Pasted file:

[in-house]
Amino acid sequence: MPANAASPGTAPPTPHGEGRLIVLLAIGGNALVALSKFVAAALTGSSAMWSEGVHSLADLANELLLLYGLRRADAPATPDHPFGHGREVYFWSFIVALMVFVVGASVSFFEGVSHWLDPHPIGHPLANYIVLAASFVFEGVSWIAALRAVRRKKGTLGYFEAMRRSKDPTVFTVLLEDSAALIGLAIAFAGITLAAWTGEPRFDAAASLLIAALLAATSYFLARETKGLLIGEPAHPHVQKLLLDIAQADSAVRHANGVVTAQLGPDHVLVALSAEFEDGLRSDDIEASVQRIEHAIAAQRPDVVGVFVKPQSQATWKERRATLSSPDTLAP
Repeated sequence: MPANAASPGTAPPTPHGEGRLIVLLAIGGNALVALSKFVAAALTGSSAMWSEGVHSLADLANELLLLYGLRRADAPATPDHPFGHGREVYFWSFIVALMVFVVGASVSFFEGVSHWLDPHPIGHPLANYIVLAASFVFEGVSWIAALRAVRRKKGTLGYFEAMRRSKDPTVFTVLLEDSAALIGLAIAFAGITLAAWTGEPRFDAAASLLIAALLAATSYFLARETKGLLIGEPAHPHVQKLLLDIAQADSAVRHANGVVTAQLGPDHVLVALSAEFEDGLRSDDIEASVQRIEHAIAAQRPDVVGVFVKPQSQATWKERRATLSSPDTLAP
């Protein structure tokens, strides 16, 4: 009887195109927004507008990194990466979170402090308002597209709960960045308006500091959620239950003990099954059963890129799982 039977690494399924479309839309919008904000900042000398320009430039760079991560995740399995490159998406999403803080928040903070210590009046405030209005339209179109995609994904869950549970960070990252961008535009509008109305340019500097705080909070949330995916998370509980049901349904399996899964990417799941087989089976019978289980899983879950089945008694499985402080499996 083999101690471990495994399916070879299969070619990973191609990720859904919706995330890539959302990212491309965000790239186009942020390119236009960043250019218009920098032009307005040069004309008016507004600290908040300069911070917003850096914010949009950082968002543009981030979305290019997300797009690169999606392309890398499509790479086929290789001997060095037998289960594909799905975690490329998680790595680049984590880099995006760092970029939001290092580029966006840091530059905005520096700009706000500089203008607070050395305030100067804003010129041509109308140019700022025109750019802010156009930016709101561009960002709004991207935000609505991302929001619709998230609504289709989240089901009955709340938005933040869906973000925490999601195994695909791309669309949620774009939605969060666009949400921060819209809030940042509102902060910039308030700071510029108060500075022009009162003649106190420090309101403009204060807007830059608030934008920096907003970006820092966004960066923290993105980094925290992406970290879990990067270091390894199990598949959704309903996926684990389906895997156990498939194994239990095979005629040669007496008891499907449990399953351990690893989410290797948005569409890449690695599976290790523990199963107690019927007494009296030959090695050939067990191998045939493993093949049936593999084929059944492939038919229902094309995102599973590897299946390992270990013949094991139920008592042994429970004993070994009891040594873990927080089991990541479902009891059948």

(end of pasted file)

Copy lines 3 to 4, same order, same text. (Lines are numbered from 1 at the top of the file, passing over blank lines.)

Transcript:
Repeated sequence: MPANAASPGTAPPTPHGEGRLIVLLAIGGNALVALSKFVAAALTGSSAMWSEGVHSLADLANELLLLYGLRRADAPATPDHPFGHGREVYFWSFIVALMVFVVGASVSFFEGVSHWLDPHPIGHPLANYIVLAASFVFEGVSWIAALRAVRRKKGTLGYFEAMRRSKDPTVFTVLLEDSAALIGLAIAFAGITLAAWTGEPRFDAAASLLIAALLAATSYFLARETKGLLIGEPAHPHVQKLLLDIAQADSAVRHANGVVTAQLGPDHVLVALSAEFEDGLRSDDIEASVQRIEHAIAAQRPDVVGVFVKPQSQATWKERRATLSSPDTLAP
């Protein structure tokens, strides 16, 4: 009887195109927004507008990194990466979170402090308002597209709960960045308006500091959620239950003990099954059963890129799982 039977690494399924479309839309919008904000900042000398320009430039760079991560995740399995490159998406999403803080928040903070210590009046405030209005339209179109995609994904869950549970960070990252961008535009509008109305340019500097705080909070949330995916998370509980049901349904399996899964990417799941087989089976019978289980899983879950089945008694499985402080499996 083999101690471990495994399916070879299969070619990973191609990720859904919706995330890539959302990212491309965000790239186009942020390119236009960043250019218009920098032009307005040069004309008016507004600290908040300069911070917003850096914010949009950082968002543009981030979305290019997300797009690169999606392309890398499509790479086929290789001997060095037998289960594909799905975690490329998680790595680049984590880099995006760092970029939001290092580029966006840091530059905005520096700009706000500089203008607070050395305030100067804003010129041509109308140019700022025109750019802010156009930016709101561009960002709004991207935000609505991302929001619709998230609504289709989240089901009955709340938005933040869906973000925490999601195994695909791309669309949620774009939605969060666009949400921060819209809030940042509102902060910039308030700071510029108060500075022009009162003649106190420090309101403009204060807007830059608030934008920096907003970006820092966004960066923290993105980094925290992406970290879990990067270091390894199990598949959704309903996926684990389906895997156990498939194994239990095979005629040669007496008891499907449990399953351990690893989410290797948005569409890449690695599976290790523990199963107690019927007494009296030959090695050939067990191998045939493993093949049936593999084929059944492939038919229902094309995102599973590897299946390992270990013949094991139920008592042994429970004993070994009891040594873990927080089991990541479902009891059948």